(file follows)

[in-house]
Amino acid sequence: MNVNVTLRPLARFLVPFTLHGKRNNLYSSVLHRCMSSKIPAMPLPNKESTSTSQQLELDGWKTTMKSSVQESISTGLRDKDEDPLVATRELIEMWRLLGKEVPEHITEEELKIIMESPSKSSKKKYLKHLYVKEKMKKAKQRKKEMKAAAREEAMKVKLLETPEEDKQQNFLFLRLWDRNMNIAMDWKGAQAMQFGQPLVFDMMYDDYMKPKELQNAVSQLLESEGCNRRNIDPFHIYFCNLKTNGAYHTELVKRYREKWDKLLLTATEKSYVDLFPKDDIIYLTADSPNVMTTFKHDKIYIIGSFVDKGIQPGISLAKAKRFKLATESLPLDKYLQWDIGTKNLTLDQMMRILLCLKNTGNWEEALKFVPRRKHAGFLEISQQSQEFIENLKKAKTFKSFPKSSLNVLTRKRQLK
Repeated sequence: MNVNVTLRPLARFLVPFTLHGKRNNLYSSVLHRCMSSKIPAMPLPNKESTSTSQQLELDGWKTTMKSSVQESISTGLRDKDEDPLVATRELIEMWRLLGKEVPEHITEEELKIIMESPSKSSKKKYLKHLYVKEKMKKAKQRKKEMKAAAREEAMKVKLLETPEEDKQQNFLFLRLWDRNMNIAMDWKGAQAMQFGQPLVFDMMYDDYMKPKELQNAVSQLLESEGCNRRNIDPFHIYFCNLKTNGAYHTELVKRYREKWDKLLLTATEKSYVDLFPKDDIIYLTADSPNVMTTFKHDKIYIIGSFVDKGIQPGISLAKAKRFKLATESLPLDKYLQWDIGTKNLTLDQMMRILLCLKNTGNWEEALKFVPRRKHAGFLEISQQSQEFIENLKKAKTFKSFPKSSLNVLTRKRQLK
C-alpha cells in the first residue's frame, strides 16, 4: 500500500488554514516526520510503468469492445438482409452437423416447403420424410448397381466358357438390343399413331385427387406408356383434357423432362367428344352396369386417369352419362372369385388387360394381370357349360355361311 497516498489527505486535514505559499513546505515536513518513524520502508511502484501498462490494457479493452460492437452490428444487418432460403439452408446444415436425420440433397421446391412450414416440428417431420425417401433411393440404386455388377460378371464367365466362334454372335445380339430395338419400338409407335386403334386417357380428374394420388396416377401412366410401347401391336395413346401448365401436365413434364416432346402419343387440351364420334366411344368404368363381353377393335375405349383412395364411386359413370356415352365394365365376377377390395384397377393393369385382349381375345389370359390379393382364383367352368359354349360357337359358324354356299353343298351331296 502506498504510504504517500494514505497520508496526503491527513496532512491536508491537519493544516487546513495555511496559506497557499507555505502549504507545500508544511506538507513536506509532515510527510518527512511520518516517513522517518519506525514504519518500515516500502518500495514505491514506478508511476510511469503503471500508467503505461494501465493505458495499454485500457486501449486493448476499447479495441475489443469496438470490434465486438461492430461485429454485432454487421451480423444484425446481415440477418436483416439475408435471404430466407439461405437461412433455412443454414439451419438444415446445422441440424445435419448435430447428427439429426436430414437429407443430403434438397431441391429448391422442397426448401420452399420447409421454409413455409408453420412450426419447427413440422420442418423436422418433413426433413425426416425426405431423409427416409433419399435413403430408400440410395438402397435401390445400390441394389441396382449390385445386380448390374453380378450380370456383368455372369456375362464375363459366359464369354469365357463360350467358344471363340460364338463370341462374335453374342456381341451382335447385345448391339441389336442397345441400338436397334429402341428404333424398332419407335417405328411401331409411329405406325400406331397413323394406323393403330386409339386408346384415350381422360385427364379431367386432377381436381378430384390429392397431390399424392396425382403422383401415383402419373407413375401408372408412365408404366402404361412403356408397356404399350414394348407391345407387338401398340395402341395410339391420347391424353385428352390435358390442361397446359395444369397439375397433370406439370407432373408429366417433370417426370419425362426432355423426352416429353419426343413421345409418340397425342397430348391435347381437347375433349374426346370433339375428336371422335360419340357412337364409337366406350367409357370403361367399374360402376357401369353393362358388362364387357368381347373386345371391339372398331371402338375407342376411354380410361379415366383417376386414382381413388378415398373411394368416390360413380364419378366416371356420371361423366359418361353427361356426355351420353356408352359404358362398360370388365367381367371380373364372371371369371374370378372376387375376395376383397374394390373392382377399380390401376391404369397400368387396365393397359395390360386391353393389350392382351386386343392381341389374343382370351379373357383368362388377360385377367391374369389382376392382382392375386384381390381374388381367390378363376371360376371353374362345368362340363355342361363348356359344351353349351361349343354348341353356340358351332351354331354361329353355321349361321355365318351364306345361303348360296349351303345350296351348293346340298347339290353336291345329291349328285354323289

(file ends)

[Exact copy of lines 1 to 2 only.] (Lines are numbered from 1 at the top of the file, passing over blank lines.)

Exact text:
[in-house]
Amino acid sequence: MNVNVTLRPLARFLVPFTLHGKRNNLYSSVLHRCMSSKIPAMPLPNKESTSTSQQLELDGWKTTMKSSVQESISTGLRDKDEDPLVATRELIEMWRLLGKEVPEHITEEELKIIMESPSKSSKKKYLKHLYVKEKMKKAKQRKKEMKAAAREEAMKVKLLETPEEDKQQNFLFLRLWDRNMNIAMDWKGAQAMQFGQPLVFDMMYDDYMKPKELQNAVSQLLESEGCNRRNIDPFHIYFCNLKTNGAYHTELVKRYREKWDKLLLTATEKSYVDLFPKDDIIYLTADSPNVMTTFKHDKIYIIGSFVDKGIQPGISLAKAKRFKLATESLPLDKYLQWDIGTKNLTLDQMMRILLCLKNTGNWEEALKFVPRRKHAGFLEISQQSQEFIENLKKAKTFKSFPKSSLNVLTRKRQLK